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My sight is fine - why test for glaucoma?

With a simple eye test, your optometrist could not only pick up eye conditions such as:

  • Glaucoma
  • Cataract
  • Macular degeneration
  • Dry eye
  • Inflammation of the cornea

But they could also detect the signs of other conditions including:

  • Diabetes
  • Hypertension
  • Thyroidtoxicosis
  • Auto-immune disorders
  • Pituitary tumours
  • Raised cholesterol
  • Shingles

Am I at risk of glaucoma?

  • Are you over 40?
  • Do you have a family history of glaucoma?
  • Are you short sighted?
  • Do you have diabetes?
  • Are you of African-Caribbean origin?

If the answer is yes to any of these questions, then you are at increased risk and should definitely have your eyes tested regularly (at least every two years).

What is glaucoma?

There are various types of glaucoma but primary open angle glaucoma (POAG), also known as chronic glaucoma, is the most common. It has no symptoms in the early stages, but slowly and painlessly destroys sight if it is not detected and treated. The loss of vision cannot be reversed. It mainly affects middle aged and elderly people, although it can develop in younger people. The earlier glaucoma is detected, the more successful the treatment.

Even if you seem to have excellent sight, this doesn't rule out glaucoma because:

Glaucoma initially destroys the off centre vision, leaving the central detailed vision unaffected until a later stage. Blank patches in the field of vision may go unnoticed as the less affected eye 'completes the picture'. Glaucoma does not affect the ability of the eye to focus and the condition may be present even though vision seems fine without the need for glasses.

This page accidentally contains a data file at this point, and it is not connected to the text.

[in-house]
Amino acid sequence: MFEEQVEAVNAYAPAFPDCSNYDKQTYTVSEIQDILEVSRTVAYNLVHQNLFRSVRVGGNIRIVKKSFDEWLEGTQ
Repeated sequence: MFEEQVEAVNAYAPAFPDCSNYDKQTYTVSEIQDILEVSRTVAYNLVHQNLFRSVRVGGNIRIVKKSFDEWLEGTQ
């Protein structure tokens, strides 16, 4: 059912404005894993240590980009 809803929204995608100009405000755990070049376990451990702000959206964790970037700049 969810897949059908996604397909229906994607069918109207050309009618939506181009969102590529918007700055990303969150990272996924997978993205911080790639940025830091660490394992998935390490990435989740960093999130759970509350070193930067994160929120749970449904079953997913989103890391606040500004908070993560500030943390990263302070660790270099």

You could lose a considerable amount of sight irretrievably before you are aware of a problem.

What are the glaucoma tests?

The only way you can know for certain whether or not you have glaucoma is to arrange to have a sight test which includes all three glaucoma tests. These tests are rapid and painless. They are: ophthalmoscopy, tonometry and perimetry/visual field testing.

A combination of all three tests has been shown to increase the likelihood of detecting chronic glaucoma by four times when compared with ophthalmoscopy alone1. If your optician is not able to perform all three tests, then find one who is. However, the optometrist can make an additional charge for carrying out tonometry and perimetry even if the rest of the test is paid for by the NHS, so it is always worth checking this when arranging a test.

Be aware that the likelihood of developing glaucoma and other eye diseases increases with age, so regular eye tests (at least every two years) are essential to ensure early diagnosis and optimum eye health.

How is glaucoma treated?

Treatment for chronic glaucoma is usually with eye drops. Laser treatment or surgery may be necessary in some cases. The good news is that once it is detected and treated, most people retain useful vision for a lifetime.

Glaucoma left untreated may lead to tunnel vision and, eventually, to blindness. It is estimated that approximately 2% of people over the age of 40 will have glaucoma. 13% of those on the blind register have glaucoma of some type.

Don't be a statistic – give yourself peace of mind.

Arrange an eye test today!


Related links

Arranging a test for glaucoma

I am a Patient

I am a Patient – Treatment


1 Relative effectiveness of different modes of glaucoma screening in optometric practice. Ophthal. Physiol. Opt. 1993; 13: 227-232

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